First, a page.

At issue are several online radio-like services offered by companies including MTVi, MusicMatch and others, which allow listeners some small degree of control over what type of music they hear at any given moment.
In part because these services go beyond what a traditional radio station offers, in which listeners have no control over what they hear, the record industry has said the companies are violating copyright laws. The Recording Industry Association of America (RIAA) asked the U.S. Copyright Office to bar several of these companies from ongoing arbitration over the price of music royalties online and sued several of them for copyright violations.
On Monday, the Copyright Office ruled that these companies would be included in the arbitration, even as the legal cases played out in courts. While this does not eliminate the legal dangers for the Net companies, it does let them dodge a bullet--had the Copyright Office ruled otherwise, it could have damaged their position in court.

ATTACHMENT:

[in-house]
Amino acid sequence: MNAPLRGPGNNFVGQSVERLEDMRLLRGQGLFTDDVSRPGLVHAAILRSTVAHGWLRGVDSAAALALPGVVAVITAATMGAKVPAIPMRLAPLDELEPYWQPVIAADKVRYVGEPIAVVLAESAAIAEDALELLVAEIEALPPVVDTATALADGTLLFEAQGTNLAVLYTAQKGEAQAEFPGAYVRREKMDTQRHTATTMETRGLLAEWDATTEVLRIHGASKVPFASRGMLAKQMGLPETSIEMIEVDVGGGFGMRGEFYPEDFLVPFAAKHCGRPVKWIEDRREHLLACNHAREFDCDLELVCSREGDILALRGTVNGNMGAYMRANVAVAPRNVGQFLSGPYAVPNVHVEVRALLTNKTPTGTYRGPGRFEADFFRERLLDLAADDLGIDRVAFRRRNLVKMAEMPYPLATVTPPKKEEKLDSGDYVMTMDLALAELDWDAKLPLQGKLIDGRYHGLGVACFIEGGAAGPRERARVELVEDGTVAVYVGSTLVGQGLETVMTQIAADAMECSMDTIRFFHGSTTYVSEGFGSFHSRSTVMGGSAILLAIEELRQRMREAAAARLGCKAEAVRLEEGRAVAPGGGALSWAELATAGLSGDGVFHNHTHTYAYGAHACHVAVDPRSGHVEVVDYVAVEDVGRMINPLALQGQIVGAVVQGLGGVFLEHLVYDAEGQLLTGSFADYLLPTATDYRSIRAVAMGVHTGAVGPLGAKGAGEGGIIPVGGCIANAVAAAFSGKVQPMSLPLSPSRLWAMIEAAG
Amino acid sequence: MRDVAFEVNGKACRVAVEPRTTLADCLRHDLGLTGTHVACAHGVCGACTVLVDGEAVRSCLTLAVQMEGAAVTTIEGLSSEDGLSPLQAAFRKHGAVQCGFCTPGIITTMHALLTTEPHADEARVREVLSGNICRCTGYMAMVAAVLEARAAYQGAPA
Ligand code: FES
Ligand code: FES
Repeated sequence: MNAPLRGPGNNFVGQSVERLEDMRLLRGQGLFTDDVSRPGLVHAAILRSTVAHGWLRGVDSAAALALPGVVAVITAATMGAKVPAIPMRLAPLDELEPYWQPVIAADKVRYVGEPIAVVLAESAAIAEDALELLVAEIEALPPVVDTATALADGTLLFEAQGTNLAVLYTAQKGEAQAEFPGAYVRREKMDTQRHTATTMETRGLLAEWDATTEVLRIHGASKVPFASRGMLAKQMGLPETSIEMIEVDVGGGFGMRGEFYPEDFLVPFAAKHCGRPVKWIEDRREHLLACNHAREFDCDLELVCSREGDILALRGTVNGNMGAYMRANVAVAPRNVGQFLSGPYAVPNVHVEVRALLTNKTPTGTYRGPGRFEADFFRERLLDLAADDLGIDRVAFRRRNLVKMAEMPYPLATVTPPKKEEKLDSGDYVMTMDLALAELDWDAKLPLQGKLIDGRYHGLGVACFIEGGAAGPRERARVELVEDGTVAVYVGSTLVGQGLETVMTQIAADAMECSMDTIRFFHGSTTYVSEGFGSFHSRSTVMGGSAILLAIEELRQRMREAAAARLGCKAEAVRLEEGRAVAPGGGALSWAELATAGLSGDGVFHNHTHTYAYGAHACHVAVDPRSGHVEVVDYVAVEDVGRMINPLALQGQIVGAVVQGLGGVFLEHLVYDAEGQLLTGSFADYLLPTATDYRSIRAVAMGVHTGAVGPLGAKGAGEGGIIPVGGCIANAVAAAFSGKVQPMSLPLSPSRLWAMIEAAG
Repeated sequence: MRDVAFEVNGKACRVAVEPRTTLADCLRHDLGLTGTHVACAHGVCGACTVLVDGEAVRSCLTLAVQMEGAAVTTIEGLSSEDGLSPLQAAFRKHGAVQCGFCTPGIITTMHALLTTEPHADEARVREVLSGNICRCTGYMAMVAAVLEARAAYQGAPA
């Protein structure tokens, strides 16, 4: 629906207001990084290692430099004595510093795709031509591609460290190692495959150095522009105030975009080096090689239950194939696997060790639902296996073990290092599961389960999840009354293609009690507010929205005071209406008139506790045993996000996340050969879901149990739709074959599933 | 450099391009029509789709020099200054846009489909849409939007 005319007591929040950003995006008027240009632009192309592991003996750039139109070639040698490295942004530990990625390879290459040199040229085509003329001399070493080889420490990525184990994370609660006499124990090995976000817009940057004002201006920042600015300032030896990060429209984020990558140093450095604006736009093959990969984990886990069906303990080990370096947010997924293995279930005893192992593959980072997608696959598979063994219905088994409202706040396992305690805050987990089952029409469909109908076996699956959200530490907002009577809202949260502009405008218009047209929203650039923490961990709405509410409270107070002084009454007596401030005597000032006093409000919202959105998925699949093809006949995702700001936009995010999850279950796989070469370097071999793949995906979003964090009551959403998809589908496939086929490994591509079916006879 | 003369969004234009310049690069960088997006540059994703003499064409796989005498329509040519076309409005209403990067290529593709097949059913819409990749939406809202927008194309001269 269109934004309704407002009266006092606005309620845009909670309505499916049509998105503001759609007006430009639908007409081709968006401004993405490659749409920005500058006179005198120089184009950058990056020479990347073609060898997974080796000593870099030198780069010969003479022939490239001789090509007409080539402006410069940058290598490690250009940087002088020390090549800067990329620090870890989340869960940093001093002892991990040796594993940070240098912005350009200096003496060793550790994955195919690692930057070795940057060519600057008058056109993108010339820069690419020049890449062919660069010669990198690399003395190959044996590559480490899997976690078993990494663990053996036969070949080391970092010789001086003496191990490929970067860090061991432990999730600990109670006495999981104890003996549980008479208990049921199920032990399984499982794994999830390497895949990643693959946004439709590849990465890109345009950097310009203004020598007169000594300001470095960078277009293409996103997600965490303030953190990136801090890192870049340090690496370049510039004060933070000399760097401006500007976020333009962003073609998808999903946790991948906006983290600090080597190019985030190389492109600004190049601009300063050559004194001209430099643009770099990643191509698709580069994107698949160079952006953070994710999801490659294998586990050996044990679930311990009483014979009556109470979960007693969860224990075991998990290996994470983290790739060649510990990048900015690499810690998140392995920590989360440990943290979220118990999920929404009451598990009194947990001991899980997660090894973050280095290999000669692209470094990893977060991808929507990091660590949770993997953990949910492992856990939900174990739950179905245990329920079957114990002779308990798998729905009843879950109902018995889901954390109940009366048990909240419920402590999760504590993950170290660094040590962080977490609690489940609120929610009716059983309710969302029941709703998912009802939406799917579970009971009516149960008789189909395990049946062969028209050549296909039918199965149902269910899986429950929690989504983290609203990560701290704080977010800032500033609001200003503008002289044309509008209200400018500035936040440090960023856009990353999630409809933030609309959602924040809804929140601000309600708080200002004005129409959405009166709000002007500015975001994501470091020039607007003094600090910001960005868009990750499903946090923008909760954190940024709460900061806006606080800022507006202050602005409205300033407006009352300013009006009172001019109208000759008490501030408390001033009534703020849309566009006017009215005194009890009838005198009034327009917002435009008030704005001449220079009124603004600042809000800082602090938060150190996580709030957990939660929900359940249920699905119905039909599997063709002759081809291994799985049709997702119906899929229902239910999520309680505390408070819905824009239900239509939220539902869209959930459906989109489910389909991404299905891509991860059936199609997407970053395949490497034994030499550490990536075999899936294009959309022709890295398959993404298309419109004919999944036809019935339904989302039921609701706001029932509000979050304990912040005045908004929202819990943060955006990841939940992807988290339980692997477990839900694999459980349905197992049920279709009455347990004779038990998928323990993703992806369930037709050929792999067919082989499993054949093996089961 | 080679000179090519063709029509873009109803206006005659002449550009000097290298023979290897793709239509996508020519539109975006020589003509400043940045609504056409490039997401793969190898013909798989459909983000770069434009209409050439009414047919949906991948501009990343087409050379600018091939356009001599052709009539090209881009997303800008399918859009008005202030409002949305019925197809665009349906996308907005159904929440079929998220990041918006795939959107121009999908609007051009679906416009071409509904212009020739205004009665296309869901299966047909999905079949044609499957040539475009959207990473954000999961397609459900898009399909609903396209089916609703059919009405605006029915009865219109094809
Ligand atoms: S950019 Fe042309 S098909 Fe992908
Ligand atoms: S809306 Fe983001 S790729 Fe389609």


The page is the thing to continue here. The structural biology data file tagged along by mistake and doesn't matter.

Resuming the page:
"We think it's terrific that the Copyright Office has declined to define consumer influenced services as (copyright) infringers," said Jon Potter, executive director of the Digital Media Association (DiMA), the Webcasters' trade association.
Webcasters and record companies have been negotiating for years over the price that Net companies must pay the music labels every time they offer a stream of music online. A few companies have signed separate agreements with record companies, but most Webcasters are waiting until the Copyright Office sets a final rate. At that point they will have to start paying the labels and will also have to pay back dues for the time they have broadcast online without paying any fees.
Much of the focus for high-profile services has shifted away from the Copyright Office to the courts, however.
Analysts say these kinds of deals will influence the final negotiations over price, however.
"Suing people definitely works," said Aram Sinnreich, an analyst with Jupiter Research. "The more support (the record labels) can build for charging whatever they want, the more they'll get support in Washington, D.C."